>destroying the symmetry. The water-flow from the prop is a backward-facing
    >jet of water, but it also picks up a spiralling motion from the rotating
    >propellor. If the propellor is turning clockwise (seen from aft) then the
    >upper fin will be pushing the stern to starboard, because of the water-flow
    >impinging on it from the propellor. That would have been exactly balanced
    >by a corresponding pressure on the lower fin, pushing the stern to port, if
    >the lower fin was in place. But now we have removed the lower fin, so that
    >balance has been lost, and the result is prop-walk.
    >That thought-experiment was designed to remove any influence of the nearby
    >water-surface, or any ship-shape of the hull. Prop-walk can arise from
    >surfaces of the vessel which intercept some of the spiralling outflow of
    >water from the propellor.
    >Now, back to surface vessels. For a vessel with a thin vertical sternpost,
    >and a vertical rudder which extends well above and below the outflow from
    >the propeller, I suggest that propwalk would be minimal. For a boat such as
    >mine, with a sternpost and rudder-pivot at 45 degrees, I would expect to
    >see a lot, because there's a much more hull-and-rudder-area behind and
    >above the prop than there is behind and below it. If any vessel had its
    >sternpost angled the other direction (going further aft as you descend), I
    >suggest propwalk would be in the opposite direction: but I know of no such
    >In reverse, a corresponding effect must occur. The spiralling outflow goes
    >forward from the prop, embracing the hull, divided into two parts by the
    >keel. With the propellor turning anticlockwise, water leaving the prop on
    >the port side of the keel is free (to a large extent) to pass downwards
    >underneath the hull without being intercepted. However, water leaving the
    >prop on the starboard side of the keel, with a partly upward motion,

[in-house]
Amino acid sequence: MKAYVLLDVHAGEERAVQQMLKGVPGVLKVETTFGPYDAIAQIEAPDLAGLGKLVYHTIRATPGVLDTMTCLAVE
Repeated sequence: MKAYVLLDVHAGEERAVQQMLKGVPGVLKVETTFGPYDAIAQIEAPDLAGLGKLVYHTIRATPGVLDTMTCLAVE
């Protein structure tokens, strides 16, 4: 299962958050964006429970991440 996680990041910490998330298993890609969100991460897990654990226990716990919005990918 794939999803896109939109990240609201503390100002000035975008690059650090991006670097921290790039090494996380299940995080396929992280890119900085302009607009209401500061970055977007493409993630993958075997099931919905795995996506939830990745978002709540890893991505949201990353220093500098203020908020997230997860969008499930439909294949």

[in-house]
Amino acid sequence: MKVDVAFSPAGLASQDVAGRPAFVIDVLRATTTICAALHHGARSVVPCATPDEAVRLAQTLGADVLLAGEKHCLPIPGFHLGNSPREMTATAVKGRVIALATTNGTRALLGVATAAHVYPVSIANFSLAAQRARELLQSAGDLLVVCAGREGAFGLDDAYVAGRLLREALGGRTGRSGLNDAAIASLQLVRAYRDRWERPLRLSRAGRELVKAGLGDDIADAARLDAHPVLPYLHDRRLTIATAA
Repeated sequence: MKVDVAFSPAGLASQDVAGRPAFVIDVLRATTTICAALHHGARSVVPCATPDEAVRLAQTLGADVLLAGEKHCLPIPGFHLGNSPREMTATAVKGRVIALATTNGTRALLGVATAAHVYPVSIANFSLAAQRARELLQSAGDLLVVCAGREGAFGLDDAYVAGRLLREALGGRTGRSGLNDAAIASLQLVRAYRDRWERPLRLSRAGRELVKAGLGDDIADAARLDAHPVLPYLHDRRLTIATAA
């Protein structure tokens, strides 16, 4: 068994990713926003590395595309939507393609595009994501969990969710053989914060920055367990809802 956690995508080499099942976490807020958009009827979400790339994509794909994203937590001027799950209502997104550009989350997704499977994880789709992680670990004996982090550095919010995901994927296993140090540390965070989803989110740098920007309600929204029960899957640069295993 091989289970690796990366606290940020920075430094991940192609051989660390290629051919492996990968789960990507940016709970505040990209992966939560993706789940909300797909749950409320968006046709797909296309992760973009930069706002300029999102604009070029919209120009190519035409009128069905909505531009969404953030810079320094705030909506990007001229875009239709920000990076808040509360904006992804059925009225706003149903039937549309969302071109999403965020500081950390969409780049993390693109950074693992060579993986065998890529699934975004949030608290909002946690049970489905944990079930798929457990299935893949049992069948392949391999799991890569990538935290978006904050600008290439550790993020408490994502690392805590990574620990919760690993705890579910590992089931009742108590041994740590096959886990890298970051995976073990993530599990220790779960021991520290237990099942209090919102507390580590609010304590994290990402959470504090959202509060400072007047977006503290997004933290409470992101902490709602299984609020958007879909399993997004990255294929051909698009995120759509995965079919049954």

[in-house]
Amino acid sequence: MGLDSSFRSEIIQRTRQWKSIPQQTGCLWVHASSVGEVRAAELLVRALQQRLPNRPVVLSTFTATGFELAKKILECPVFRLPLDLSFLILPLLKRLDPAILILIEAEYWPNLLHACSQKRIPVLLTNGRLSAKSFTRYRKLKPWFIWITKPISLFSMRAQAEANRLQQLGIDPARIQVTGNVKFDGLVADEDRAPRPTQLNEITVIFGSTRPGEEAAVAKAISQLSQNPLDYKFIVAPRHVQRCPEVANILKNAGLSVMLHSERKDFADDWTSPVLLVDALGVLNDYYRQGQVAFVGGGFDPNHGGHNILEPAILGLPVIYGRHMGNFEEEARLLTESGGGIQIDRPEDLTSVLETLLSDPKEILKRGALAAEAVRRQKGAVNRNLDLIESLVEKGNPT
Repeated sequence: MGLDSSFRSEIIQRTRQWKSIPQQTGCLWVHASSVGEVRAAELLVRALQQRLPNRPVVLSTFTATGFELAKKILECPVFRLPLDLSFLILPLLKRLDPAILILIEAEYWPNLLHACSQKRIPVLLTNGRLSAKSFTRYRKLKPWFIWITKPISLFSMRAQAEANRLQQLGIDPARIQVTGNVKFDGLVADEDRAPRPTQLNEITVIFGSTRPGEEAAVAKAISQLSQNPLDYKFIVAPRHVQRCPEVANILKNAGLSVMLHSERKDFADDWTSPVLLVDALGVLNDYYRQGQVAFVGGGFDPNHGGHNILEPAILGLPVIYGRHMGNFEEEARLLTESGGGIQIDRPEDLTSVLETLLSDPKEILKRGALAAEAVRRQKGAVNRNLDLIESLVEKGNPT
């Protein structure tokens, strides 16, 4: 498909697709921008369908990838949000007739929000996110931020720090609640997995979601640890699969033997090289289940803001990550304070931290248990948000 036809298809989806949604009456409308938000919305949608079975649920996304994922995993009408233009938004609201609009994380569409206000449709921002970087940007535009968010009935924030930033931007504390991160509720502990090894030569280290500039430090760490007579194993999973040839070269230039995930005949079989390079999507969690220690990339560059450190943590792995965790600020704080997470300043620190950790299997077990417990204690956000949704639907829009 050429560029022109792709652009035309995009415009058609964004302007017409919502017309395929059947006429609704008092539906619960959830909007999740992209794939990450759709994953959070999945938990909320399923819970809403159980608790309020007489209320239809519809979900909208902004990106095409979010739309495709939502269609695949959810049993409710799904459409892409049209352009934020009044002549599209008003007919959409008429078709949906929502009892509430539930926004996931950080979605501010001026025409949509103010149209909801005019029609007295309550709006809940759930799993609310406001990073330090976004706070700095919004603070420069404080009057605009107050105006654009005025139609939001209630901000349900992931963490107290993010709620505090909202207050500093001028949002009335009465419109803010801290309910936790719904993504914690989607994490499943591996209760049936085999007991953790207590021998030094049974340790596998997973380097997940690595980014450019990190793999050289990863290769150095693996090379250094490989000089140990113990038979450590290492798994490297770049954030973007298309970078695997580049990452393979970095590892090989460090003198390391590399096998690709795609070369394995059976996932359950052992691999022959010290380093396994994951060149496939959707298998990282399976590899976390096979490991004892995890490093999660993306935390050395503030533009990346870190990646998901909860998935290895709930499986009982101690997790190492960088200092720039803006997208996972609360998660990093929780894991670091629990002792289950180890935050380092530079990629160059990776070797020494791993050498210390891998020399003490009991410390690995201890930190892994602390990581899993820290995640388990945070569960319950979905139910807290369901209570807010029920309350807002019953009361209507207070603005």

>becomes trapped between the hull and the surface, and has to be deflected
    >by the hull before it can flow away.
    >Try fixing your rudder in the straight ahead position, and with the boat
    >lashed to its berth, put the engine into reverse. Give a few seconds for
    >the resulting current flow around the boat to stabilise. If your boat
    >behaves like mine does, and your prop is a clockwise-forward (right-handed)
    >one like mine is, you will see a strong surface current leaving the
    >starboard quarter, in a direction about 45 degrees clockwise from the bow:
    >but on the port side, little or nothing. That strong flow direction must
    >imply a corresponding reaction on the stern of the boat in the opposite
    >direction, pushing the stern to port.
    >I'm sorry not to be able to put numbers or experimental results into the
    >arguments above. I just hope to have persuaded some of you that the
    >detailed shape of boat and hull may have a large part to play in the effect
    >of prop-walk.
    >contact George Huxtable by email at george@huxtable.u-net.com, by phone at
    >01865 820222 (from outside UK, +44 1865 820222), or by mail at 1 Sandy
    >Lane, Southmoor, Abingdon, Oxon OX13 5HX, UK.